Rosa Moore (Board Member, Covenant Community Land Trust) talked about the use of Land Trust model to create affordable housing. CCLT owns land in Dedham, Sedgwick, Bucksport, Orland, and Franklin, which is devoted to affordable housing. 

Erica Veazie (Attorney, Pine Tree Legal) talked about services they provide for clients. Much of their real estate work relates to landlord-tenant issues, particularly representing clients who are being evicted from apartments for non-payment of rent.

Tim Tunney (Bar Harbor Bank and Trust) spoke of the challenges of creating new housing units. With higher costs of building materials, it is increasingly difficult to create new housing that generates suitable return for builders. He also spoke of the interest of lenders to invest in communities and their general receptiveness to working with developers to create new housing units. 

Michael Wood (Island Workforce Housing) echoed many of the housing affordability concerns that pertain to Mount Desert Island. The price of real estate has become so high that participants in the local workforce are challenged to find properties to buy or rent. The Island Workforce Housing is working on a survey of housing needs and resources with the hope of increasing the supply of affordable housing for the DIS workforce. 

The Affordable Housing Forum underscored the fact that affordable housing is an issue throughout the state, not just in our region. Bipartisan legislation currently pending in Augusta would “create over 1,000 additional affordable homes over four years, doubling Maine’s current rate of production.” 

Community Compass Awarded Opportunity Fund Grant

Community Compass was awarded a $15,000 grant from the Unitarian Universalist Congregation of Castine Opportunity Fund, which recognizes the social justice work of local organizations.  

This grant comes on the heels of a successful annual appeal where the organization exceeded its goal.

Grassroots community support, combined with the Opportunity Fund grant, will allow Community Compass to continue its work in the region, helping families in need access resources to lift themselves out of poverty.

Affordable Housing in Our Region | Connected Community Forum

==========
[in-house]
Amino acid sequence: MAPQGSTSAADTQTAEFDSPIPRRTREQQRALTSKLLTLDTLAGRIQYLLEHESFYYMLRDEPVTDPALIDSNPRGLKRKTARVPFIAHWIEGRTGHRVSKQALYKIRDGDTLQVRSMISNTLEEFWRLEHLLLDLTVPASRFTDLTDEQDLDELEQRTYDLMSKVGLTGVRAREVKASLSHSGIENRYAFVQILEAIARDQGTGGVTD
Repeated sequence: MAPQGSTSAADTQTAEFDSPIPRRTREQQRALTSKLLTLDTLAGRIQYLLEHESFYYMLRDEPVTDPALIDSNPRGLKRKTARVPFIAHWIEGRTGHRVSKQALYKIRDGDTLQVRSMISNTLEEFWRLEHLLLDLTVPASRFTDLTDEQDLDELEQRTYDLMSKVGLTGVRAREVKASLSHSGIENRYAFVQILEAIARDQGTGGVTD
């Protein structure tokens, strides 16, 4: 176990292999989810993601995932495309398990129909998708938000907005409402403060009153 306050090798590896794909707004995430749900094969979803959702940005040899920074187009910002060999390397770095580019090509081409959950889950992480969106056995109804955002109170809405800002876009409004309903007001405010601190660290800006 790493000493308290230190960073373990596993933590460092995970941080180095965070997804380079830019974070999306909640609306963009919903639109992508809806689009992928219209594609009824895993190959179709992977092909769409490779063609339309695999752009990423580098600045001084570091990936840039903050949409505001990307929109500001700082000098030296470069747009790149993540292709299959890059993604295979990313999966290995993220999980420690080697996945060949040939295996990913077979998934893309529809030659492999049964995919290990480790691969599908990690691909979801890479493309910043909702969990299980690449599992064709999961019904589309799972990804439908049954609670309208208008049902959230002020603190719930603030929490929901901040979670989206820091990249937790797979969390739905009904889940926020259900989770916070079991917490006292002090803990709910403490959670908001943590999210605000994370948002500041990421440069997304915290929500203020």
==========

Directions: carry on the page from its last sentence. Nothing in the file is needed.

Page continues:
Community Compass will host its second Connected Community Forum of 2019 on Tuesday March 26th from 4-6 p.m. at First Congregational Church of Blue Hill (22 Tenney Hill, Blue Hill). RSVP HERE

This month’s topic is Affordable and Workforce Housing in our region. Community Housing of Maine (CHOM) Director Cullen Ryan will deliver the keynote, followed by a panel and audience Q&A. Panelists include Duane Bartlett (MDI and Ellsworth Housing Authority), Rosa Moore (H.O.M.E.), Erica Veazey (Pine Tree Legal), Jack Frost (Bar Harbor Bank and Trust), Marla Obyrne (Island Housing Trust), Michael Wood (Deer Isle Stonington Workforce Housing). The Forum will be moderated by Community Compass board member Charles “Kim” Coit.

“Affordable housing is such an important topic,” Community Compass Executive Director Scott Hamann said, “and these panelists will help us cover a lot of ground. We’ll learn about affordable housing construction, the state’s housing voucher system, renter’s rights, housing loans, and workforce housing.”

This event is free and open to the public. Please feel free to RSVP here.

Pssst, we're on WERU!

Sue Mackey Andrews of The Maine Resiliency Building Network asked Community Compass to join the conversation with her on Family Corner, on WERU. Listen to what our Neighborhood Navigators have to say about poverty in our region. 



Basic Needs Not Enough

Kristin Miale, President of Good Shepherd Food Bank, speaks plainly about poverty blamed on the poor, the importance of connecting those in need to our community and reminds us that it's our neighbors that live in poverty. 


Parent/Infant Interactions Key for Healthy Development

Our Parents Are Leaders program (PALs) is based on research showing healthy interaction between parent and their infant is crucial to developing social emotional skills. These skills prepare children to be successful in school and beyond. This video is an example of how parent interaction can affect infant behavior.

Poor Kids (video): Frontline


Originally aired on PBS, November, 2012.

"FRONTLINE spent months following three young girls who are growing up against the backdrop of their families’ struggles against financial ruin. At a time when one in five American kids lives below the poverty line, Poor Kids is an is an intimate portrait of the economic crisis as it’s rarely seen, through the eyes of children."

Watch the trailer and entire episode on PBS.